The Romans expelled the majority of Jews in 70 C.E., but the Jewish people have always been present in the land of Israel. A portion of the Jewish population remained in Israel throughout the years, and those who lived in the Diaspora yearned to return to the Jewish homeland and the holy Jewish city of Jerusalem, both of which are mentioned multiple times in daily Jewish prayers. This historical and religious link for Jewish people to the land of Israel is indisputable—even the word “Jew” comes from Judea, the ancient name for Israel.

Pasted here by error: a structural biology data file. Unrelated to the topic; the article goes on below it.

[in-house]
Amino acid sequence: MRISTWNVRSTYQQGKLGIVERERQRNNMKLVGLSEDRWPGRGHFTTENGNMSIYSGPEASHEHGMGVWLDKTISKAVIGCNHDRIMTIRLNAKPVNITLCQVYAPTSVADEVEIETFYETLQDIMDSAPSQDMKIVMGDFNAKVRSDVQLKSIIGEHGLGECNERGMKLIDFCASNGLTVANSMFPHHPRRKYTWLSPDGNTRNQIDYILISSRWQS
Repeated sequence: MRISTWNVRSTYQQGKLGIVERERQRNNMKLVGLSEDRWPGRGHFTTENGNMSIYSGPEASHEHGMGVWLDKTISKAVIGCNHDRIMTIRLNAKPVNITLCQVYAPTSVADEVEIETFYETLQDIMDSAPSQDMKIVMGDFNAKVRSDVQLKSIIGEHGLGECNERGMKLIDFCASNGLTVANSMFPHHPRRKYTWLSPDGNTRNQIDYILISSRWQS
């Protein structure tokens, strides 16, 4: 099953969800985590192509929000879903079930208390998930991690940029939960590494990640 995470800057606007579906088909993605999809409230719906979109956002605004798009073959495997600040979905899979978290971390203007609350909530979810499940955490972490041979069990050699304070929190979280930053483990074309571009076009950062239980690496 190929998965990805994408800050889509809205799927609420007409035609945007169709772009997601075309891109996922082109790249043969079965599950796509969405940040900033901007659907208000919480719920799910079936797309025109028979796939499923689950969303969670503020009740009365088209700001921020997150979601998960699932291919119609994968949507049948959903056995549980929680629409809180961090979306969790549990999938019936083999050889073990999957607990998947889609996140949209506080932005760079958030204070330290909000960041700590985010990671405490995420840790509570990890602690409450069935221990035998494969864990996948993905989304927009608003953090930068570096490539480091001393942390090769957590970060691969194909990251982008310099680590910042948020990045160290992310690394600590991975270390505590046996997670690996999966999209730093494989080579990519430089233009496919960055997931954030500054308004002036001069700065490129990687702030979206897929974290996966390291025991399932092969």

As Jews around the world faced increasing persecution at the end of the 19th and early 20th centuries, they began moving to what is now Israel in greater numbers. Since Israel’s establishment shortly after the Holocaust, Jews have moved to Israel from all over the world, seeking a place to call home in which they can live freely and safely as Jews. At the same time, Jewish and Israeli leaders have consistently acknowledged the presence of Palestinian Arabs and have supported efforts to partition the land into Jewish and Arab states, from 1937 to the present day. The best-known attempt to divide the land came in the form of the 1947 UN Partition Plan, which was accepted by the local Jewish population but rejected by their Arab neighbors, who waged war to eliminate the Jewish state. More recently, successive Israeli prime ministers have offered to concede more than 90% of the West Bank and all of Gaza to create a Palestinian state alongside Israel. Palestinian leaders, however, have consistently rejected efforts at bringing about a two-state solution, as they did in 1947, and they continue to do so to this day.